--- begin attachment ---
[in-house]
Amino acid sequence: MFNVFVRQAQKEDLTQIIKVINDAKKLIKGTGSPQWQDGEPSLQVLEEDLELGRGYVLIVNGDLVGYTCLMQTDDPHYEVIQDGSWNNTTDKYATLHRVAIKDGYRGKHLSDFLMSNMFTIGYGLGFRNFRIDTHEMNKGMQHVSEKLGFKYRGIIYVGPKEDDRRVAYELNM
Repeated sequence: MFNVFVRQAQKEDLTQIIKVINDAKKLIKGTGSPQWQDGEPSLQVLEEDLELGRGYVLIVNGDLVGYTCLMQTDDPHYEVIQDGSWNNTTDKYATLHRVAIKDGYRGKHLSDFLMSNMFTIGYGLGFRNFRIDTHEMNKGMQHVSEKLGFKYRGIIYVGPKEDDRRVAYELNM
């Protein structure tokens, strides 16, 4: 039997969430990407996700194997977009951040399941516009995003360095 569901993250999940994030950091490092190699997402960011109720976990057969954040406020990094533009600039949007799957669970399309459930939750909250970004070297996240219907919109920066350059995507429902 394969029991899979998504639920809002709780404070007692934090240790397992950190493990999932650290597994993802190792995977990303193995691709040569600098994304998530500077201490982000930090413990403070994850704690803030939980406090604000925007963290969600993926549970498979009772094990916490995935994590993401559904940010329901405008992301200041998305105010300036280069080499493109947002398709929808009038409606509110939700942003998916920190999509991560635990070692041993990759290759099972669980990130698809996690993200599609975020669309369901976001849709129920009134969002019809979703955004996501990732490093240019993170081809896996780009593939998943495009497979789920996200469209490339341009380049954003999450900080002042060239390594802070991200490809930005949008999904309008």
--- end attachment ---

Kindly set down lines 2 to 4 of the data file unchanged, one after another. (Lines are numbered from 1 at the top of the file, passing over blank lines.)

Amino acid sequence: MFNVFVRQAQKEDLTQIIKVINDAKKLIKGTGSPQWQDGEPSLQVLEEDLELGRGYVLIVNGDLVGYTCLMQTDDPHYEVIQDGSWNNTTDKYATLHRVAIKDGYRGKHLSDFLMSNMFTIGYGLGFRNFRIDTHEMNKGMQHVSEKLGFKYRGIIYVGPKEDDRRVAYELNM
Repeated sequence: MFNVFVRQAQKEDLTQIIKVINDAKKLIKGTGSPQWQDGEPSLQVLEEDLELGRGYVLIVNGDLVGYTCLMQTDDPHYEVIQDGSWNNTTDKYATLHRVAIKDGYRGKHLSDFLMSNMFTIGYGLGFRNFRIDTHEMNKGMQHVSEKLGFKYRGIIYVGPKEDDRRVAYELNM
């Protein structure tokens, strides 16, 4: 039997969430990407996700194997977009951040399941516009995003360095 569901993250999940994030950091490092190699997402960011109720976990057969954040406020990094533009600039949007799957669970399309459930939750909250970004070297996240219907919109920066350059995507429902 394969029991899979998504639920809002709780404070007692934090240790397992950190493990999932650290597994993802190792995977990303193995691709040569600098994304998530500077201490982000930090413990403070994850704690803030939980406090604000925007963290969600993926549970498979009772094990916490995935994590993401559904940010329901405008992301200041998305105010300036280069080499493109947002398709929808009038409606509110939700942003998916920190999509991560635990070692041993990759290759099972669980990130698809996690993200599609975020669309369901976001849709129920009134969002019809979703955004996501990732490093240019993170081809896996780009593939998943495009497979789920996200469209490339341009380049954003999450900080002042060239390594802070991200490809930005949008999904309008």